The Early Careers Foundation is funded by The Early Careers Company. All expenditure is directly paid for by the business, and Foundation employees are employed by the Company and seconded, full-time, to the Foundation.

Our Foundation has a unique structure, designed to ensure that we deliver the best initiatives possible to the young people that we support.

Given the funding from The Early Careers Company, our charity is unique in that we don’t seek donations, nor need them to operate.

This means that everyone involved is aligned to one goal: to give thousands of young people from low-income backgrounds the confidence, exposure and tools they need to succeed in the working world.

This structure is made up of seven key groups, combining to create an effective and well-resourced charity:

The Early Careers Foundation Team

The employees of the Foundation. The team are employed by The Early Careers Company and seconded, full-time, to the charity.

This team will scale as the Foundation and Company grow.

Board of Trustees

A group of eight incredible people, responsible for reporting, oversight, high-level strategy and sign-off. Our Directors are a combination of business leaders, senior HR/talent leaders and educationalists.

The Early Careers Company Team

The employees of The Early Careers Company, who are all seconded part-time (approximately 10%) to the Foundation – supporting the Foundation team with day-to-day management of the Foundation, and delivery of the initiatives.

Advisory Group

A group of fifteen Talent, People and HR professionals – those with more time than our Directors and likely to have their ‘ears to the ground’ more in our space, who work with The Early Careers Company team to develop initiatives, provide feedback on developments, help form corporate partnerships and share their expertise.

Corporate Partners

Our Corporate Partners are the backbone of our programmes. They support our initiatives by encouraging their employees to become mentors on our mentoring programme, and/or creating content for the Future Hub app.

Partnering with The Early Careers Foundation is completely free – all we ask of our Corporate Partners is some of their time and expertise to help young people from disadvantaged backgrounds.

School Partners

Our School Partners are an integral part of our initiatives and work with young people across the country.

We work alongside schools in the UK where around 15-20% of their student population have been eligible for free school meals at some point during their education.

The aim of our partnerships with schools is to help their students learn about careers, develop the essential skills needed for them and benefit from the guidance of a mentor.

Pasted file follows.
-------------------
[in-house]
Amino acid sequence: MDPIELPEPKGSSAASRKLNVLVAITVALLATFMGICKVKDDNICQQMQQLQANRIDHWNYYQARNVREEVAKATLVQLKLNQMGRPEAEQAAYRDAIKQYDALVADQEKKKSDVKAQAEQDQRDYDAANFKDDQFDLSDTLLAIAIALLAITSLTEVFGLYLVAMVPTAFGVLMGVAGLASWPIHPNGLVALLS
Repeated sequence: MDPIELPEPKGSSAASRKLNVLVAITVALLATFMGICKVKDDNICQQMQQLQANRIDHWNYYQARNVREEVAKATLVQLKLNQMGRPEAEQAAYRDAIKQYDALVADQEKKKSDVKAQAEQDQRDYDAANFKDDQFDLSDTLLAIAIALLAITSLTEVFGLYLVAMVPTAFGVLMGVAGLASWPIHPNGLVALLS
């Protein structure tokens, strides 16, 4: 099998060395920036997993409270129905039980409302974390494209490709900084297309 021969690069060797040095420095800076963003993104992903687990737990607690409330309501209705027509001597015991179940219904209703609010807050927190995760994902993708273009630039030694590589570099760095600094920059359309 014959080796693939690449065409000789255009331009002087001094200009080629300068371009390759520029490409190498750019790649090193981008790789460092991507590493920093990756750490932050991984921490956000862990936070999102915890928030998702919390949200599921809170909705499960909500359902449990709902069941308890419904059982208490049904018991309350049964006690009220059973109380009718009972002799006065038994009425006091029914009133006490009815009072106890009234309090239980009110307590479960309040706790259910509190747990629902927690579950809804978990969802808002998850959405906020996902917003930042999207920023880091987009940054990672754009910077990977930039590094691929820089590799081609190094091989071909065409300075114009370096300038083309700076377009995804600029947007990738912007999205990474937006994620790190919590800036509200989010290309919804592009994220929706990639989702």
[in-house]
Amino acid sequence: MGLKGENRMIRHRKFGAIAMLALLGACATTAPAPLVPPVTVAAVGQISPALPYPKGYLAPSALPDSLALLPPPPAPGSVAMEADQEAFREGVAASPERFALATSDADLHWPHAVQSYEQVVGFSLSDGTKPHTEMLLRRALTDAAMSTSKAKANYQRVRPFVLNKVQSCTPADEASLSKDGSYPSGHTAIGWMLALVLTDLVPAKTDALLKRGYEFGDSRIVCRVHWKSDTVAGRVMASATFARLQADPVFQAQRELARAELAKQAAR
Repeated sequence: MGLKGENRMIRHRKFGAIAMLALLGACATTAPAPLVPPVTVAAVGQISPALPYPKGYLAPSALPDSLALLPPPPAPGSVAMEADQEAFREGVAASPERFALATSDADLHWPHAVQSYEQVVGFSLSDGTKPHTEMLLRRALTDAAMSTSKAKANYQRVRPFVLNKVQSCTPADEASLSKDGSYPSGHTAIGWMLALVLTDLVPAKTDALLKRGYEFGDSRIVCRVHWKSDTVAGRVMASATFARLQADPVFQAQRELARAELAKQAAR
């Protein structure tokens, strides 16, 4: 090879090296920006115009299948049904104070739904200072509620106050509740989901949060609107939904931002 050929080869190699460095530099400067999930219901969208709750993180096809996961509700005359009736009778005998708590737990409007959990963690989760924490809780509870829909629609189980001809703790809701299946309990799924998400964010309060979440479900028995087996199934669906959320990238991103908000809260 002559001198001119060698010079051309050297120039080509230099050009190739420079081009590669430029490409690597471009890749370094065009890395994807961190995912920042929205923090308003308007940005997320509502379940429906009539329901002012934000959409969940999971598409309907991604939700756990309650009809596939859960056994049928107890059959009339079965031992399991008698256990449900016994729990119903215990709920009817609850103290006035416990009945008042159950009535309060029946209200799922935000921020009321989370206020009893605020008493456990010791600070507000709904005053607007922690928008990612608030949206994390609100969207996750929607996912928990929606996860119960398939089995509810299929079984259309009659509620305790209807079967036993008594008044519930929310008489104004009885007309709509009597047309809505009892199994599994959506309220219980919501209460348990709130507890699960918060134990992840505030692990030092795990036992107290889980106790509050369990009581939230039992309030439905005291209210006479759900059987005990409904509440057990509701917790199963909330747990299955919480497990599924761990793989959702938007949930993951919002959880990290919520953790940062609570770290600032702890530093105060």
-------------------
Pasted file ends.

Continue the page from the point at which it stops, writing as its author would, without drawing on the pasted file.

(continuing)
A group of diverse young professionals, employed by our Corporate Partners across a wide range of industries, who will support our brilliant young people as a mentor.


Why do we exist?

The Early Careers Foundation wants to create a society where talent, not background, determines a young person’s career success.

However, in the UK, we are still very far away from this reality

Children on Free School Meals are, at 27 years old:


less likely to be in sustained employment


more likely to be on out-of-work benefits

Family wealth at birth is the most accurate indicator of future financial success.

Not IQ, race or gender.

Only 6% of doctors, 12% of journalists and 12% of chief executives today are from working-class origins.

By age 25, someone who went to a fee paying school is, on average

than their state-educated peers.

A low ability child from a high-income family is


more likely to be a high earner

than a high ability child from a low income family.


We believe that early careers can be a fantastic leveller for young people from disadvantaged backgrounds – not to mention that employees from lower socio-economic backgrounds perform at least as well as their more advantaged colleagues, and often outperform them.

In fact, across seven leading law firms, employees educated at state schools are 75% more likely to be in the top 10% of performers than those educated at independent schools. However, family wealth at birth is the most accurate predictor of future financial success – why?

Career guidance in education is often patchy and outdated

Many young people leave university with a poor understanding of the career opportunities available to them. Often, the career path they do embark on will be through a chance encounter, an introduction through their network or the first thing they encountered when job searching.

Young people from low-income communities are typically the most disadvantaged when it comes to understanding of the world of careers. They often only know of very traditional professions such as being a doctor, lawyer or accountant.

How can they pursue a career path if they don’t even know it exists?

Higher education does not result in improved employment outcomes for many

More young people than ever from low-income families are now attending university.
For many, this has largely failed to translate into the career outcomes they had hoped for. Many remain stuck in non-graduate and low-paid roles.

Lack of connections in a culture of “who you know”, lack of industry knowledge, inability to move to London (where opportunity is concentrated) due to starting salaries that cannot cover living costs, not having internship experience many privileged candidates do and classist discrimination are all contributing factors.